Gaspadarek: I don’t know if there was a definitive moment when it clicked. I think when I graduated college and I stopped focusing on other things and I really decided that I wanted to be an artist and I figured it out what it was going to take as far as putting all of your energy into your work and into writing songs and developing a work ethic… I guess it’s just not having any other distractions. I was in college and I was really, really into studying things in college. I think once I got out of college and sort of said, “Hey, I’m going to try to do this music thing all the time.” And I moved to Nashville a year after that choice… I learned how to be completely self-sufficient, recording by myself, working by myself all the time.

Paste: What did you study in college? What would you be doing if you weren’t doing this?
Gaspadarek: I’d probably still be in college. I studied relational group and organizational theories of communication, so I would probably have gone into some sort of social science research degree. I probably would have stayed and done all that for a long time. I’m an academic person.

Paste: I’m wrapping up a sociology major now, so that’s really interesting to me.
Gaspadarek: You, then, know how much writing is involved with that sort of degree. My life was really wrapped up in learning about people and how people communicate. It’s heavily into philosophy. I was really, really fulfilled by doing that for a long time and got a lot of my writing out in writing papers and just generally discussing human nature. So that’s what’s kind of cool about this record that I’m putting out now. If you listen to my music at all, it takes all of that. I kind of touch topics—mostly love topics, topics of love. That’s what I was really interested in, in college, theories of love, how people in relationships communicate. I’m fascinated.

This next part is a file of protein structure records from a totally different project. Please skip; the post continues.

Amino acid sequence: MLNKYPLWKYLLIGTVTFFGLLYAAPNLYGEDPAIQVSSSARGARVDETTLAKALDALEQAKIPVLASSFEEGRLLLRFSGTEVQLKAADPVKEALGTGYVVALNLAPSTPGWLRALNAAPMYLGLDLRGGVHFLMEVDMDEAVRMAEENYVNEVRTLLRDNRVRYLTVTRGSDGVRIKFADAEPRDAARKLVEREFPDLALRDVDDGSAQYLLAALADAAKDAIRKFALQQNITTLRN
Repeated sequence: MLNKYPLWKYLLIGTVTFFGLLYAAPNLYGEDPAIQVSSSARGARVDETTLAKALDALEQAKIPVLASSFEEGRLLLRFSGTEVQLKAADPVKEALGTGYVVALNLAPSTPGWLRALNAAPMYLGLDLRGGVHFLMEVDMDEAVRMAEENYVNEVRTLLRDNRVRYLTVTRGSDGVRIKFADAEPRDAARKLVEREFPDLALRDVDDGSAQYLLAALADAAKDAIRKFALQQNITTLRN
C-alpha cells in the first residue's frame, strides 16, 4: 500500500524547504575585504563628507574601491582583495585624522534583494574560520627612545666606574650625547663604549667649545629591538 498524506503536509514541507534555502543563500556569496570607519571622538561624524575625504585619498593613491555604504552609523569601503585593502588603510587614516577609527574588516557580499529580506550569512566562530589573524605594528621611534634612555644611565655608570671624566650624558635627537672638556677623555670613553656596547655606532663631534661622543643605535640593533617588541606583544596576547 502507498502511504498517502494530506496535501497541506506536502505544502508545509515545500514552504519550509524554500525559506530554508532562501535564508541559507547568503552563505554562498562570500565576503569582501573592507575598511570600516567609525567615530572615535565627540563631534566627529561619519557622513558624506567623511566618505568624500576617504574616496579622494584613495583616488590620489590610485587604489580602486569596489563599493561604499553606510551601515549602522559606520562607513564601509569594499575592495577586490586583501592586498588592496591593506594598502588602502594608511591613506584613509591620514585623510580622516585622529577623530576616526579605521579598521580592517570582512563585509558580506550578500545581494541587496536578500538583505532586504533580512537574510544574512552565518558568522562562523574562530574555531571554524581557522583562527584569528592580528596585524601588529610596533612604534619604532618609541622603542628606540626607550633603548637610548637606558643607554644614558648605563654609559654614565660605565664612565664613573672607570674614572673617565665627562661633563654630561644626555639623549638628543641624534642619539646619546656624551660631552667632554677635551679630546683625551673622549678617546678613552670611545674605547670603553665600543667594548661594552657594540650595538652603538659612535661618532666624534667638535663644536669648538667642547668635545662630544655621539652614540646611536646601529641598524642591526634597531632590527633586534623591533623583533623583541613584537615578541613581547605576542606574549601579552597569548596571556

It’s finding patterns in life. If you’re writing a song and you’re trying to appeal to people and get people thinking about something, it’s really nice to have thought about how people act in relationships. What are the same issues that women of our generation are coming to [deal with now that] we have a sort of [an] institution of marriage that’s not really needed anymore because women are starting to be able to provide for themselves? Do we need marriage? Yeah, sure, we still kind of need marriage because it’s a lot cheaper to survive as a unit. It’s easier. And also, you know, scientifically, a lot of different animals pair off [but] now, women and men don’t need to do that. There’s not as much pressure. So now what happens is all this dating that goes on and misdirected expectations for the relationship. I don’t know, there’s lots of things you could think about. And I am a female—it’s funny because a lot of females relate to my music. It’s really overwhelming. Men like it too, which is good, but females can really relate to the lyrics because I am a girl and it’s a female perspective. So it’s cool.